“It all comes back to this Carla,” Myron said. “Nothing about her adds up. I mean, even a drug dealer doesn’t have a setup like hers—working as a diner waitress, hiding sequentially numbered hundred-dollar bills, wearing wigs, having all those fake passports. And on top of that, you should have seen Dimonte this afternoon. He knew who she was and he was in a panic.”

“You contacted Higgins at Treasury?” Win asked.

“Yes. He’s tracing those serial numbers.”

“That could help.”

“We also need to get ahold of the telephone records from the Parkview Diner. See who Carla called.”

They fell back into silence and kept walking. They didn’t want to hail a taxi too close to the scene.



“Why didn’t you want to go to the game the other night?”

Win kept on walking. Myron kept pace. After some time, Win said, “You’ve never watched a replay of it, have you?”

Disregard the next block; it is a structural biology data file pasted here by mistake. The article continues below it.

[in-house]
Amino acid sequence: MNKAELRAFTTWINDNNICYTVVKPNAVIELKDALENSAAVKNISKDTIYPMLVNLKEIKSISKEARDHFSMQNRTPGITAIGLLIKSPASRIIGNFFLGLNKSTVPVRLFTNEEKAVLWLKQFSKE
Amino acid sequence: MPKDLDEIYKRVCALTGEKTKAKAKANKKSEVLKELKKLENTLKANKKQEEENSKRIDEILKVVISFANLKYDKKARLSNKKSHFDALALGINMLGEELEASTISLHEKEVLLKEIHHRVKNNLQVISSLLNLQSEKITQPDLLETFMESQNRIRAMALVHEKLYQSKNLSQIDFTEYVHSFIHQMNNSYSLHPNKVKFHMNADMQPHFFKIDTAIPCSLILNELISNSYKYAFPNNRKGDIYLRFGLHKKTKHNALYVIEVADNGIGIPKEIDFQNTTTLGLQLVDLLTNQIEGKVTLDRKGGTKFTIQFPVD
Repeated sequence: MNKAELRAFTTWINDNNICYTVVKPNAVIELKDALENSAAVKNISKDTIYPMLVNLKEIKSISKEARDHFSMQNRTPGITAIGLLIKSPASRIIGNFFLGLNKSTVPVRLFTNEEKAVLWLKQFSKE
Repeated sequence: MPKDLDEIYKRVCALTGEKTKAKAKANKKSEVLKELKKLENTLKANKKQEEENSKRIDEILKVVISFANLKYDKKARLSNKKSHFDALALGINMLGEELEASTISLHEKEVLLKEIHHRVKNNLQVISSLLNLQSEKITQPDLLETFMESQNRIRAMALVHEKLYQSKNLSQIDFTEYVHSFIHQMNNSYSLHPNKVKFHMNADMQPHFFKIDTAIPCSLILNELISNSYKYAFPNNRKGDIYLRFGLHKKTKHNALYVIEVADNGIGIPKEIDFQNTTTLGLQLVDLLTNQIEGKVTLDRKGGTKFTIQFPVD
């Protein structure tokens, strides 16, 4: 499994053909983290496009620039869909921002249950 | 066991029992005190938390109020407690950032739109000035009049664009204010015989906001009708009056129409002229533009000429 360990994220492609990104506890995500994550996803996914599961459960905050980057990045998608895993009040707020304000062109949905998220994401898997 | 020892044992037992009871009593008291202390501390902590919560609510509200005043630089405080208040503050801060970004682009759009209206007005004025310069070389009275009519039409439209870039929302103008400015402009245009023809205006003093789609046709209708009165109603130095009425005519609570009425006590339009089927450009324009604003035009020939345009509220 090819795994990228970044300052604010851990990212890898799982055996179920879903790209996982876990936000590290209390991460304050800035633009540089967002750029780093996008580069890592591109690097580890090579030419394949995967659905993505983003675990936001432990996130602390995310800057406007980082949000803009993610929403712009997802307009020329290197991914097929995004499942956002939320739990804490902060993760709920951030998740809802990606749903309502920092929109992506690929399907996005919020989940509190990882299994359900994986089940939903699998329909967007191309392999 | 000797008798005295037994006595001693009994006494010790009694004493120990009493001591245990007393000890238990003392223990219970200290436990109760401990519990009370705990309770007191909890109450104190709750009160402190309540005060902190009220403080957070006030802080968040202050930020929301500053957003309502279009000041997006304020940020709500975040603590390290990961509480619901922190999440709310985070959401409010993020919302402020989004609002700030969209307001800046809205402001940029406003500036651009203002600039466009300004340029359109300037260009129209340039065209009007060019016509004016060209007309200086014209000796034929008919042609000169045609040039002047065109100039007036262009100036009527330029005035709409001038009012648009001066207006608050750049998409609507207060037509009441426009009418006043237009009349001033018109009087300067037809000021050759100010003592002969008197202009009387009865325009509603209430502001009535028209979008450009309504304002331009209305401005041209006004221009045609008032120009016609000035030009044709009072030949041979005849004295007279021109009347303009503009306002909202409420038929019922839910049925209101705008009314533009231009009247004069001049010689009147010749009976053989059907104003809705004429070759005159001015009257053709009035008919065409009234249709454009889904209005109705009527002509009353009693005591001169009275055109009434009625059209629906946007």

He knew he meant the knee injury. “No.”

“Why not?”

Myron shrugged. “No point.”

“No, there is a point.” Win kept walking.

“Mind telling me what that is?” Myron said.

“Watching what happened to you might have meant dealing with it. Watching it might have meant closure.”

“I don’t understand,” Myron said.

Win nodded. “I know.”

“I remember you watched it,” Myron said. “I remember you watched it over and over.”

“I did that for a reason,” Win said.

“For vengeance.”

“To see if Burt Wesson injured you on purpose,” Win corrected.

“You wanted to pay him back.”

“You should have let me. Then you might have been able to put it behind you.”

Myron shook his head. “Violence is always the answer for you, Win.”

Win frowned. “Stop sounding melodramatic. A man committed a vile act upon you. Squaring things would have helped put it behind you. It’s not about vengeance. It’s about equilibrium. It’s about man’s basic need to keep the scales balanced.”

“That’s your need,” Myron said, “not mine. Hurting Burt Wesson wouldn’t have fixed my knee.”

“But it might have given you closure.”

“What does that mean, closure? It was a freak injury. That’s all.”